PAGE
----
Saturday, June 6, 2009


My name is Erik, and I'm a Church Nerd.

My addiction?

Finding out what happens at ELCA synod assemblies.

Facebook status updates, Twitter hashtags, and blogs only make it easier for me to troll around and find out what's going on around the denomination...which, of course, feeds the need for more official (and, more importantly, UNofficial) information of what's going on.

It seems that every assembly is having lengthy discussions about the sexuality resolutions that are being voted on at the 2009 Churchwide Assembly in August. Synods aren't just taking about the resolutions...they're discussing 50% + 1 vs. 2/3 majority...they're voting on whether or not to affirm the resolutions...they're going into "committee of the whole" discussions that lead to additional resolutions and more voting. Suffice it to say, thus far, synod assemblies have once again been defined by sexuality debates.

I just have one question: WHY?

To my knowledge, there is no authority in what the synods are voting on at this point. Even if all 65 synods voted in favor of or against the resolutions, it wouldn't really matter. At this stage of the game, the only votes of significance are those cast at the Churchwide Assembly. Synod delegates to the Assembly are not required to vote on behalf of their synodical what's the point of voting as a synod if the delegates are going to vote their conscience in August?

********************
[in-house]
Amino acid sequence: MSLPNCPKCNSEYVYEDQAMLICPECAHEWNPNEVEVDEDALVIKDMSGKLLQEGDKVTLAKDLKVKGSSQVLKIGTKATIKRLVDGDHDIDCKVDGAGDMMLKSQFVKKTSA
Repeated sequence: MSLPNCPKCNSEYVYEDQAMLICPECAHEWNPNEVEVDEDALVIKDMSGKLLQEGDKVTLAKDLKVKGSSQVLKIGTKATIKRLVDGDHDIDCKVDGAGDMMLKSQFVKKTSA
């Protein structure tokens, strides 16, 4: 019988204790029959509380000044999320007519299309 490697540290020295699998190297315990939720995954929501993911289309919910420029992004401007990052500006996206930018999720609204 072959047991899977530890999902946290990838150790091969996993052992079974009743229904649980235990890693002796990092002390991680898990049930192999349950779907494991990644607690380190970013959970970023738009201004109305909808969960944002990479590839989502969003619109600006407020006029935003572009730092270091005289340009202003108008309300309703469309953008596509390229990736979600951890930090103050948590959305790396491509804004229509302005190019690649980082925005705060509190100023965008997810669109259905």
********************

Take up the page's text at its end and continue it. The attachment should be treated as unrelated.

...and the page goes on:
Synod assemblies are intended to be a celebration of the past year's ministry and a look ahead to the coming year. It's a time to worship, pray, discuss, and join in fellowship. It's a time to bring people together to talk about mutual ministry and share successes and failures within congregations. Therefore, why make another year of synodical work boil down to an argument about whether or not openly gay pastors can serve churches, or if the church should be allowed to bless the unions of same-sex couples? Haven't we been down this road a time or two?

Perhaps I'm just tired of so much time, money, energy, and PR being poured into this conversation. Maybe I just think we need to focus more resources on feeding hungry people, working for immigration reform, giving better support to rostered and non-rostered leaders, and figuring out why our church has been shrinking for most of my lifetime. Sexuality (and, by extension, the church's view thereof) is important...but shouldn't dominate.

And yet, for another year, the 65 synods of our beloved ELCA will be mired in a debate that cannot be won...about a topic that most people cannot a church body that has given the decision-making authority to a group of 1,000 people that won't gather for another 2 months.


  1. I feel silly responding/explaining this to a bishop's son... In this case, synod's "memorialize" (strange word!) the churchwide assembly in order to pass along the 'sense' of the synod assembly. Sort of like a poll. It has no official standing. It's just supposed to make us feel like our voice has been heard (except when our voice falls on the losing side of the vote).

    Looks like the NE Iowa Synod is going to memorialize the ELCA to defeat both the sexuality statement and the implementing resolutions. Let our voices be heard! :-(

    In other cases 'memorials' can be helpful... such as the memorial that the NC synod sent to the churchwide assembly a few years ago, asking for something to be done about biblical literacy, which resulted two years later in the Book of Faith initiative.